Andrew Harnik / AP

Today in 5 Lines

Donald Trump, who is trailing behind Hillary Clinton in the RealClearPolitics polling average, accused Democrats of “making up phony polls.” The Republican nominee also responded to Jessica Drake, a porn actress who accused him of sexual misconduct, in a radio interview, saying “Oh, I’m sure she’s never been grabbed before.” Massachusetts Senator Elizabeth Warren blasted Trump’s “nasty woman” remark at a joint rally with Hillary Clinton and Maggie Hassan, saying “Nasty women have really had it with guys like you.” Republican Senator Mike Crapo said he will vote for Trump, after previously pulling his endorsement over the candidate’s comments about women. French authorities bussed some 2,300 migrants out of “the Jungle,” a major refugee camp in Calais, before they begin dismantling the camp on Tuesday.


Today on The Atlantic

  • The End of the Populist Soul: In the 1970s, a wave of young liberals tasked with cleaning up the government arrived in Washington, D.C. Here’s how the newcomers “helped to create today’s shockingly disillusioned and sullen public” by failing to hold corporate monopolies accountable. (Matt Stoller)

  • A Political Courtship: Muslims make up a small portion of the U.S. population, but the group is expected to grow over the next few years. The Clinton campaign has taken notice and strengthened outreach efforts nationwide. But Muslim voters “remain skeptical of the Democratic nominee. (David A. Graham)

  • Can America Afford to Invest in Trump?: Trump’s candidacy has been bad news for his business, but now, “investors around the world think that a President Trump would be disastrous for global markets.” And there’s data to prove it. (Derek Thompson)

Follow stories throughout the day with our Politics & Policy portal.


Snapshot

Migrants sit on a bus going to Normandy, as they leave the makeshift migrant camp known as "the Jungle" near Calais in northern France. Thibault Camus / AP

What We’re Reading

Trump’s Internet Minions: Meet Mike Cernovich, the Donald Trump supporter responsible for instigating several alt-right, anti-Clinton internet memes and hashtags. (Andrew Marantz, The New Yorker)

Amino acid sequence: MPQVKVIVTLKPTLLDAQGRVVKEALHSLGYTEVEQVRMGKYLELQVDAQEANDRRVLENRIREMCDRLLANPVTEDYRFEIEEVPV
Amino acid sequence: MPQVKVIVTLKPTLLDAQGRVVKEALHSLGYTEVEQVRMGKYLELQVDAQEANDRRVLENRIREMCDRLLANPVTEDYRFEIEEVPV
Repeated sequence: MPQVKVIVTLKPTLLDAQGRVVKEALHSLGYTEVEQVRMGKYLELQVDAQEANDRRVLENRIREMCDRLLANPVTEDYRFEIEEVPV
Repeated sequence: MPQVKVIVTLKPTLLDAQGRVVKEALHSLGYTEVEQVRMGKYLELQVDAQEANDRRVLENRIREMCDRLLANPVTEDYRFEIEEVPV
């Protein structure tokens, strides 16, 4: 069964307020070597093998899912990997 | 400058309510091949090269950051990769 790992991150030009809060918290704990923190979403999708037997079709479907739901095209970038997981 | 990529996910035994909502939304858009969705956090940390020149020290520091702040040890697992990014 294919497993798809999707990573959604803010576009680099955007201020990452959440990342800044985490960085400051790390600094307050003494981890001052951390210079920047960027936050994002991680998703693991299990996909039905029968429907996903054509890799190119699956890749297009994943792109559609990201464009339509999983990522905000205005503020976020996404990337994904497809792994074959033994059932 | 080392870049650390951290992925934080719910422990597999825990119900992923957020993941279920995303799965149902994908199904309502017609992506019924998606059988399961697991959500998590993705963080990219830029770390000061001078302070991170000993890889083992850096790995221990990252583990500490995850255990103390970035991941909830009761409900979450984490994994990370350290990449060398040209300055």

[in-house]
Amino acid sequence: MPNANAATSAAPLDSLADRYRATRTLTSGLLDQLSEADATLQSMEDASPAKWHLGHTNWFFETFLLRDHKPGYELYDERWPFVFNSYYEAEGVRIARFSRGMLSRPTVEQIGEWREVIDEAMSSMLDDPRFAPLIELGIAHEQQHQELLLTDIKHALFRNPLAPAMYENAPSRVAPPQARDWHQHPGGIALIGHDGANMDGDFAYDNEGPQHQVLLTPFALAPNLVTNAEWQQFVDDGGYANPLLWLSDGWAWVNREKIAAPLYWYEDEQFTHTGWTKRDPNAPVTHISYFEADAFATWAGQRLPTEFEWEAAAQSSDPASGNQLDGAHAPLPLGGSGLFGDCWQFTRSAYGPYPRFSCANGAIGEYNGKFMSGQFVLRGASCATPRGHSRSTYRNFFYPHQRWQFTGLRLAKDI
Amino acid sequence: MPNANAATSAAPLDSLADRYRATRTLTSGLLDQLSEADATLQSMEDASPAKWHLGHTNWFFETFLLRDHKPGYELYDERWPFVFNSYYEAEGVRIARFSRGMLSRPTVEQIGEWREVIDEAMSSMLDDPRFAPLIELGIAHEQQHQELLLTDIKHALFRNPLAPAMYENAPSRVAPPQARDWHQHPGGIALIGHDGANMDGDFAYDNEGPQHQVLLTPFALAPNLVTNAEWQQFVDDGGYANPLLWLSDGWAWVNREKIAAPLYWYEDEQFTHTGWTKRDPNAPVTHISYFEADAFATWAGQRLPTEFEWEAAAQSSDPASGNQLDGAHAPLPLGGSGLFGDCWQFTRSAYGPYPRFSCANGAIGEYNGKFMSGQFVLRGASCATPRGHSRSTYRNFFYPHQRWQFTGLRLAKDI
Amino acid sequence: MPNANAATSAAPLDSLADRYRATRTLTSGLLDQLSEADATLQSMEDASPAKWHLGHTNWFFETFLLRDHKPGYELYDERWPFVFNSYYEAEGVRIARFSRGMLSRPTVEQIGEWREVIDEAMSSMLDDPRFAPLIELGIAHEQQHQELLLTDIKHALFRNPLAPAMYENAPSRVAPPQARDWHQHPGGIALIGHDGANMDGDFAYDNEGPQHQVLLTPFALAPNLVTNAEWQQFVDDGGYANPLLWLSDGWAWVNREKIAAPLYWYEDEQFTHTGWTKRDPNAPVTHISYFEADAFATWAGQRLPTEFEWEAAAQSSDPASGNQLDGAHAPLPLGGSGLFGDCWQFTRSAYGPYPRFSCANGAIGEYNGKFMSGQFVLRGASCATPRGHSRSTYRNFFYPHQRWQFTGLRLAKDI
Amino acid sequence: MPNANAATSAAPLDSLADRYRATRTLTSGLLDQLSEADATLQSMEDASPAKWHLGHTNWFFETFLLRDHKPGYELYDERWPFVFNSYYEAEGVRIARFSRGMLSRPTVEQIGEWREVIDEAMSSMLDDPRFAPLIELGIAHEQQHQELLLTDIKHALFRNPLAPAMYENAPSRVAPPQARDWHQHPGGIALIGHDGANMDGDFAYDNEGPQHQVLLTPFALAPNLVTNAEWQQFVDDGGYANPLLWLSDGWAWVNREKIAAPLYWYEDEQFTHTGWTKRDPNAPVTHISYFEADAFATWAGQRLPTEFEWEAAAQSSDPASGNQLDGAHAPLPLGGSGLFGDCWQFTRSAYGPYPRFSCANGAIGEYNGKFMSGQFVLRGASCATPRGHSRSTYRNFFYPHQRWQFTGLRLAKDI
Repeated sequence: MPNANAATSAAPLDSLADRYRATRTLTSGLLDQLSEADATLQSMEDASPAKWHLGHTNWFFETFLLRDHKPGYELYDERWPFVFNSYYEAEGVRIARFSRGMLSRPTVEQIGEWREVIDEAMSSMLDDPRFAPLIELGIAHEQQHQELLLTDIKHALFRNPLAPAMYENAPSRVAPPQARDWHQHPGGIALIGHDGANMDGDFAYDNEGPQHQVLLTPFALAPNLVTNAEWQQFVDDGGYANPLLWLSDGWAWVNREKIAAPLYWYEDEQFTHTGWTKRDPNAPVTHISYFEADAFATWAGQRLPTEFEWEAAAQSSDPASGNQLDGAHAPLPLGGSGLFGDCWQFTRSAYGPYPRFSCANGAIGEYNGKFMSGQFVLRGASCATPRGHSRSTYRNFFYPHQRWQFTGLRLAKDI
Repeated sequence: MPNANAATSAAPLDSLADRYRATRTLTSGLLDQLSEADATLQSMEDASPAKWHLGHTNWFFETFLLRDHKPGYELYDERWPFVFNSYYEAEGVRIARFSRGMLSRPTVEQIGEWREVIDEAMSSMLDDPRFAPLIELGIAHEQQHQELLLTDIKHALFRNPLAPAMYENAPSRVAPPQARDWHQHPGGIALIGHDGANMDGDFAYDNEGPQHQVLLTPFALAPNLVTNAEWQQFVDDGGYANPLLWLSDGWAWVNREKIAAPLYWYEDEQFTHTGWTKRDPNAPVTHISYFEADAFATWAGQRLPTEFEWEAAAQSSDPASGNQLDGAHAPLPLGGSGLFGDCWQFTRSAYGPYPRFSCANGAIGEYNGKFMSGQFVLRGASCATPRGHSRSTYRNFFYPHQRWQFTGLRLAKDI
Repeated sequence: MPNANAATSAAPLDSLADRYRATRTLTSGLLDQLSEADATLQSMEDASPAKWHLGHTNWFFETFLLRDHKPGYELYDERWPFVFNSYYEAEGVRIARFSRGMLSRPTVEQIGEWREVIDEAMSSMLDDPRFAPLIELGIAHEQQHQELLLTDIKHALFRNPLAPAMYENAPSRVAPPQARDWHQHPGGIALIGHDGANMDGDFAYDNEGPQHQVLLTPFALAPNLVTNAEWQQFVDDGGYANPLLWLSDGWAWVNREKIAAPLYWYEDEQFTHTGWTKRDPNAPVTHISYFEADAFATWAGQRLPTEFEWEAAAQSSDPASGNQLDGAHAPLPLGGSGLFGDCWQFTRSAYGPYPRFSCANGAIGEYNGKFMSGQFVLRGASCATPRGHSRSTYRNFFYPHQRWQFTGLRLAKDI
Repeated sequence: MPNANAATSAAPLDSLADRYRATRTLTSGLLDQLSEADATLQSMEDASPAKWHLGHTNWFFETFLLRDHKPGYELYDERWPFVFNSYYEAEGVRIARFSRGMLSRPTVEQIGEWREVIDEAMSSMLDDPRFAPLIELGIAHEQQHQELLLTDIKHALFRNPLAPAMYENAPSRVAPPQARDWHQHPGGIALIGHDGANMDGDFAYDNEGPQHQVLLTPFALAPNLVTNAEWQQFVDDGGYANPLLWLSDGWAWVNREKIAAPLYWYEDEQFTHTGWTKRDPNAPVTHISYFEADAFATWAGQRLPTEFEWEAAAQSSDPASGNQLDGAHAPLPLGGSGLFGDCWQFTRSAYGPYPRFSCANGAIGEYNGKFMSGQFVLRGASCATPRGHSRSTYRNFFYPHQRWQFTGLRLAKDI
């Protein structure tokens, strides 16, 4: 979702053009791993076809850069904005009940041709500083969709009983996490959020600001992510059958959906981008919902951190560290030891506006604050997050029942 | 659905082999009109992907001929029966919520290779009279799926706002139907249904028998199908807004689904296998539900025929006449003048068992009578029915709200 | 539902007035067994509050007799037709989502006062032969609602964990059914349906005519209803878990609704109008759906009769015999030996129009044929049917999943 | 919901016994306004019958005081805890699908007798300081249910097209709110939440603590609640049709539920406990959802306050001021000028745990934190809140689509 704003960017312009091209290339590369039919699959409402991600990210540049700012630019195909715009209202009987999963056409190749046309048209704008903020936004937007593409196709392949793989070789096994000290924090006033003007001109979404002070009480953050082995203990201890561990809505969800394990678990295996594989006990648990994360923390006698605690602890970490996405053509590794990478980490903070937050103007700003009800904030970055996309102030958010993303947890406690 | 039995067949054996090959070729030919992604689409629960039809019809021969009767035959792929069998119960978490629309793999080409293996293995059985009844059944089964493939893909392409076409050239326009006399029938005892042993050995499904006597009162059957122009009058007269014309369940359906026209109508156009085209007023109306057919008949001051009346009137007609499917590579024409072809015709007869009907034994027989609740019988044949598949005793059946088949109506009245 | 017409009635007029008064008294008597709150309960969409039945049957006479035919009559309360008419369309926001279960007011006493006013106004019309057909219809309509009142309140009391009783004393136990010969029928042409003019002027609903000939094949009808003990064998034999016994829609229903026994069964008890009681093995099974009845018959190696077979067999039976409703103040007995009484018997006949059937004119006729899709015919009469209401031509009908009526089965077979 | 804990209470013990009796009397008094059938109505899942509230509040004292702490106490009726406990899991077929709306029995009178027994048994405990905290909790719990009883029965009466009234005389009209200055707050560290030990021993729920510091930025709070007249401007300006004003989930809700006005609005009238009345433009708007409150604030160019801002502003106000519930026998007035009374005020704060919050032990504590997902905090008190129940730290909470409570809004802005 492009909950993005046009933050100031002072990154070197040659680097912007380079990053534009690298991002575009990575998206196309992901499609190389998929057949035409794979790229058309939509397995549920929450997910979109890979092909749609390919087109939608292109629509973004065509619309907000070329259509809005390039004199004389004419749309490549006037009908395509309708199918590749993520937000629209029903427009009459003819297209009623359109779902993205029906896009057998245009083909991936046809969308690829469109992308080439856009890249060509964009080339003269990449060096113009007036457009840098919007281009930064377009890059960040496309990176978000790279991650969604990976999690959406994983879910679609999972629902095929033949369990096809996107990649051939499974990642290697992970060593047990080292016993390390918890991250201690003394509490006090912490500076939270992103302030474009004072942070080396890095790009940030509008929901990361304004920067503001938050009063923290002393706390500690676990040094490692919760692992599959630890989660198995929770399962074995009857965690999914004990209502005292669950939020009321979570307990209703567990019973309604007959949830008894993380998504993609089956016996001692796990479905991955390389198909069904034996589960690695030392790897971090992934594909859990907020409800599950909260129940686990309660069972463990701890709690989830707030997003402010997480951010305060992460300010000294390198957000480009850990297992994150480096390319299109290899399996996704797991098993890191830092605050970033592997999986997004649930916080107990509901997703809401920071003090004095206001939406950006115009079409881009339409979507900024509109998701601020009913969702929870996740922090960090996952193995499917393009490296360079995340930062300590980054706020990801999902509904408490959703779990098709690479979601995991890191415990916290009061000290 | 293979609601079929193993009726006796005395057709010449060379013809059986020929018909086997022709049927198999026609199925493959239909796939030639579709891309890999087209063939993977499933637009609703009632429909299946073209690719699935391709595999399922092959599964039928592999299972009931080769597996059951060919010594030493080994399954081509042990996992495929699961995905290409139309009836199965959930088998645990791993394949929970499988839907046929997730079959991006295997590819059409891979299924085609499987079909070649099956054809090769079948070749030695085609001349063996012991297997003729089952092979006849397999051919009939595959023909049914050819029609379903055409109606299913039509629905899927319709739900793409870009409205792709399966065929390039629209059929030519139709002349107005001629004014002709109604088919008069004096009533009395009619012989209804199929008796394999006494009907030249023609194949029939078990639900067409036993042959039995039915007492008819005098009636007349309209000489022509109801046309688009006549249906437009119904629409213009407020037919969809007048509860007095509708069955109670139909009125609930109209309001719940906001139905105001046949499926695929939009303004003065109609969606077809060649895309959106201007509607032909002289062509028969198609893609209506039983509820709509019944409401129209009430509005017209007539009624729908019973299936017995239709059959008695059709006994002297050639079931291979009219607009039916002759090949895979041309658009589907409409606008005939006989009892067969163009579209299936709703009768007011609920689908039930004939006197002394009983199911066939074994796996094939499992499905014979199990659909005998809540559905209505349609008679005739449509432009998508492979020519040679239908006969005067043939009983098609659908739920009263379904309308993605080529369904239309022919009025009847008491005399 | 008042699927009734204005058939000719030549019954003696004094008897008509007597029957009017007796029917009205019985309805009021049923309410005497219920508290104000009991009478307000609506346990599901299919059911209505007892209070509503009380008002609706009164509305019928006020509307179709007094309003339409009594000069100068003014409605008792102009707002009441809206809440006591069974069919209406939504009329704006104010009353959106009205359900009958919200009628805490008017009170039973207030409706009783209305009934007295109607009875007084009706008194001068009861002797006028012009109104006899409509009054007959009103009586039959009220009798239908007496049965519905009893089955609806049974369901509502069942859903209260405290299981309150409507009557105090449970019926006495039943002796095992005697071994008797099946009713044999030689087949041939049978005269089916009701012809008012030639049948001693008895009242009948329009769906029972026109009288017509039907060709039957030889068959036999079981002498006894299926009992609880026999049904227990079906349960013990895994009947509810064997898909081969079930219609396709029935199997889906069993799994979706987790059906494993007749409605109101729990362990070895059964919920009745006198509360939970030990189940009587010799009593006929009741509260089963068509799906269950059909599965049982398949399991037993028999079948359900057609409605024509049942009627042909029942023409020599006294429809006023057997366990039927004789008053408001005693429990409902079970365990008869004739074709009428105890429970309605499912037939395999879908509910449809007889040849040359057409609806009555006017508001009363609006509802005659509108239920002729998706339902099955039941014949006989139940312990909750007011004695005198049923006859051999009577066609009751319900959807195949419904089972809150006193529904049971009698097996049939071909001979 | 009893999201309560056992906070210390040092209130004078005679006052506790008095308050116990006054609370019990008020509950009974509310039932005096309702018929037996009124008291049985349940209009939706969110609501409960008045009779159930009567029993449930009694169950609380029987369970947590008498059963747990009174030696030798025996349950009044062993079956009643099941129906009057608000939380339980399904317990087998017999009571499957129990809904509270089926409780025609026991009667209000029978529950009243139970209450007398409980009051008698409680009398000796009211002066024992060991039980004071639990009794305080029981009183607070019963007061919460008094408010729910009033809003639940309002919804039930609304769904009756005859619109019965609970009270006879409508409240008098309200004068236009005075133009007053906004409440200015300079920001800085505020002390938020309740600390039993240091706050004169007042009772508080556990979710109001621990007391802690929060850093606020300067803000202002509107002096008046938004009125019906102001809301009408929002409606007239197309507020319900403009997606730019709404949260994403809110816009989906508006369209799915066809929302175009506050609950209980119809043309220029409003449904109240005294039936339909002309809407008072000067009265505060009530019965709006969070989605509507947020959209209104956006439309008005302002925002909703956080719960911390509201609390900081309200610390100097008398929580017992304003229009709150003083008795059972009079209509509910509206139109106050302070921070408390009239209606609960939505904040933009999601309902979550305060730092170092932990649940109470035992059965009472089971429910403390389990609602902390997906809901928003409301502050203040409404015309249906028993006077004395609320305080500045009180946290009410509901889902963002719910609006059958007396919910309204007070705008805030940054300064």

Taking Measurements: The lack of substantive policy discussions during the 2016 presidential election, Joseph E. Stiglitz argues, raises questions about the quality of the metrics used by the U.S. government to assess its failures and successes on pressing issues, such as the economy. (Vanity Fair)

The ‘Paranoid World of Julian Assange’: WikiLeaks was once a force to be reckoned with in “a new journalistic era,” James Ball writes, but it has become a “back-bedroom operation” embraced by members of the alt-right. What’s next for Assange and his once-powerful organization? (BuzzFeed)

Hacking the Government: The U.S. Office of Personnel Management “repels 10 million attempted digital intrusions per month,” but in April 2015, it noticed one attempt that broke through. The result was a massive data breach that became both perplexing and frightening. (Brendan I. Koerner, Wired)

All the Way Down: President Obama is making his biggest investment in down-ballot elections this year by endorsing roughly 150 candidates across the country. What gives? (Edward-Isaac Dovere, Politico)


Visualized

Behind the Numbers: Use this interactive poll decoder to see the race, gender, age, and education of people surveyed in several major national polls—and where they stand on Clinton and Trump. (Ken Goldstein, Bloomberg)


Question of the Week

Halloween is just around the corner, and we’re anticipating seeing a number of 2016-inspired costumes. What do you think each presidential candidate should dress up as for Halloween?

Send your answers to hello@theatlantic.com, and our favorites will be featured in Friday’s Politics & Policy Daily.

-Written by Elaine Godfrey (@elainejgodfrey) and Candice Norwood (@cjnorwoodwrites)

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